On the plus side, you will have all your health back (and you have kept any healthboost powerups!), and your starting supply of pistol ammo (see, the monsters are evil, but fair).
Even though you are punished for dying, you are never stuck, since even if a group of monsters is very hard to overcome, they will be easier every time you try, since the dead ones stay
dead (and the hurt ones stay hurt!). You may have to work with your pistol more, but that is part of the tradeoff.
An additional motivation to not die, is that deaths are the most important component in reaching a good score on a level. Every time you finish a level, you will see a printout like this:
<pre>--- single player time score: ---
time taken: 155 seconds
time penalty for 1 deaths (1 minute each): 60 seconds
time penalty for 21 monsters remaining (10 seconds each): 210 seconds
time penalty for lower skill level (20 seconds each): 140 seconds
time penalty for missed shots (1 second each %): 25 seconds
TOTAL SCORE (time + time penalties): 590 seconds (best so far: 423 seconds)
This gives you the stats of your game. The overal score is something that will be displayed in the menus next to the map name, so you can try and improve your best score, and compare to others. These score values are saved accross runs of the game
(in bestscore_<mapname> aliases).
The final formula has been tweaked such that:
<li>The number of deaths has the biggest impact on your score. You want to have 0 deaths for a good score.</li>
<li>The second most important thing is frags, you want to make sure you have killed all monsters.</li>
<li>The third most important thing is probably time... finish the map as quickly as you can</li>
<li>another component is accuracy, which reflects shots fired compared to damage dealt (which is not the same as damage taken, i.e. it does not take into account if a rocket is mostly wasted because the monster only had 10 health).</li>
<li>the last component is skill. If more agressive monsters don't phase you, then you can score more by playing on skill 10.</li>
<h2 id="network_code">Network Code</h2>
You will notice that the engine plays and responds better on a high ping connection than most games out there; the reason for this is that just about everything is done clientside, not just movement (as is common in games today) but also aim (the fat client / thin server model).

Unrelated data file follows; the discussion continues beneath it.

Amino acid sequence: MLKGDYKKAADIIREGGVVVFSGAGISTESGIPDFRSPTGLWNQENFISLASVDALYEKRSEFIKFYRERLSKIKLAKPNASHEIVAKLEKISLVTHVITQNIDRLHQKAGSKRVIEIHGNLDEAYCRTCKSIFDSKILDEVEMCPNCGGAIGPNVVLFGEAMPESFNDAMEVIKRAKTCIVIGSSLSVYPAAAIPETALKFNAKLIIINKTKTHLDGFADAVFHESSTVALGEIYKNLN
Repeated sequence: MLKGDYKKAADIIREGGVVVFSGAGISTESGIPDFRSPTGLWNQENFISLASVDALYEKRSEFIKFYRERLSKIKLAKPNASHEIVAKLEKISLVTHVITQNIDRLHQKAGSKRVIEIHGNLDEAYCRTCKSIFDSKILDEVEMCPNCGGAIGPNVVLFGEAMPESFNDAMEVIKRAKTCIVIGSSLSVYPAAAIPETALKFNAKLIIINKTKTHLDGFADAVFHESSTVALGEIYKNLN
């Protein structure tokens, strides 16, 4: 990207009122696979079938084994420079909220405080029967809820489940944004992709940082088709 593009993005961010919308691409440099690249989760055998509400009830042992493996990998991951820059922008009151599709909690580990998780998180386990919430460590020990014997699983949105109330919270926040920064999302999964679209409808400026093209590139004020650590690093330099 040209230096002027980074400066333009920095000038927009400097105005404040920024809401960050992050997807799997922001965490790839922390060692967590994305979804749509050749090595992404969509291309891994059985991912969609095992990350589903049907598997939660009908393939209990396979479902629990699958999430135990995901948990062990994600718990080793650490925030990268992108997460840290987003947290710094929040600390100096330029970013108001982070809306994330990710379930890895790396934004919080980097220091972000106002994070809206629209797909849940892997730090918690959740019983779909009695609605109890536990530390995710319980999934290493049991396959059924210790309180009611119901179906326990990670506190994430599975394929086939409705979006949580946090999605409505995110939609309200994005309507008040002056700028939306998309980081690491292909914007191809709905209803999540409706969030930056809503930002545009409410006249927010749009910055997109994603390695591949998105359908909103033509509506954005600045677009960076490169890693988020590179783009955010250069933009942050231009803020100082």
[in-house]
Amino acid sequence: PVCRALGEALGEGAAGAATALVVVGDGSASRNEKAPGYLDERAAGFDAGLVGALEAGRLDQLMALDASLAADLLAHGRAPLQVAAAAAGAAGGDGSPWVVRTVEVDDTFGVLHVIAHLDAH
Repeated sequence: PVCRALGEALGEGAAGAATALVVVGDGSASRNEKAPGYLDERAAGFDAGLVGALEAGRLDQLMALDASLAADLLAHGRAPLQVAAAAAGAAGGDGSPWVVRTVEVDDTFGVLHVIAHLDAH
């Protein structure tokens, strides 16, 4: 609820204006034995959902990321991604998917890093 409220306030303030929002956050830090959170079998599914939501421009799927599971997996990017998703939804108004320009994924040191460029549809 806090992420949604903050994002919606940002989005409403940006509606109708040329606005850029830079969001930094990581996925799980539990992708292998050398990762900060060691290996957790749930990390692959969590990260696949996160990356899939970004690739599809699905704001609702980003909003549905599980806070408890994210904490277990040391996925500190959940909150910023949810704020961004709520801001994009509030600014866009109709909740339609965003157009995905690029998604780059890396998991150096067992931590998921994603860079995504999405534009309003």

The benefits of this are that the effects of lag are minimised, and someone on a 200 ping can compete on an almost even playing field with someone with a 20 ping, the disadvantages are mainly in that its harder to combat cheating. Further advantages for server admins are that servers use virtually no cpu, and very little bandwidth for a lot of clients (you can host a 4 player game on a modem!).
It is impossible to completely hide lag however, and these are some of the effects that can still show lag if you or someone you play with has a high ping / bad connection:
<li>if the connection has packetloss. There is no direct indicator of packetloss, instead the "packet jump" figure is provided on the hud (use "showscores"). Packet jump says as much as the amount of milliseconds that pass between updates from the indicated player. If it is extremely variable, or is high(>80) then your gameplay may be hampered (players jumping from place to place). Ideally it is a steady 40 or lower. A consistent packet jump is more vital to gameplay than ping.
There is also player prediction based on extrapolation using the physics model, in an attempt to be both as up to date as possible in relation to the game state, and as realistic with regards to physics. However, under packet loss this model breaks down and player movement becomes choppy.</li>
<li>if ping is high (either yours or someone you play with), some actions may appear lagged. The effect of ping is generally that the players in a game are effectively playing more and more seperate games, as someone with a high ping is "playing in the past". The local effects of this are masked out by client side movement & aim, but may become noticable across players:
<li>you may get hit by someone even though you are already out of his view. This is because he is aiming at your movements of a while ago, and his hits take a while to arrive back at you. You may therefore be hit by gunfire up to his lag + your lag milliseconds after you leave his FOV.</li>
<li>item pickup: you may be denied an item if you try to pick it up at virtually the same time as someone else (server decides who was "first"). Item pickup is server side, only when you hear the sound effect have you actually picked up the item.</li>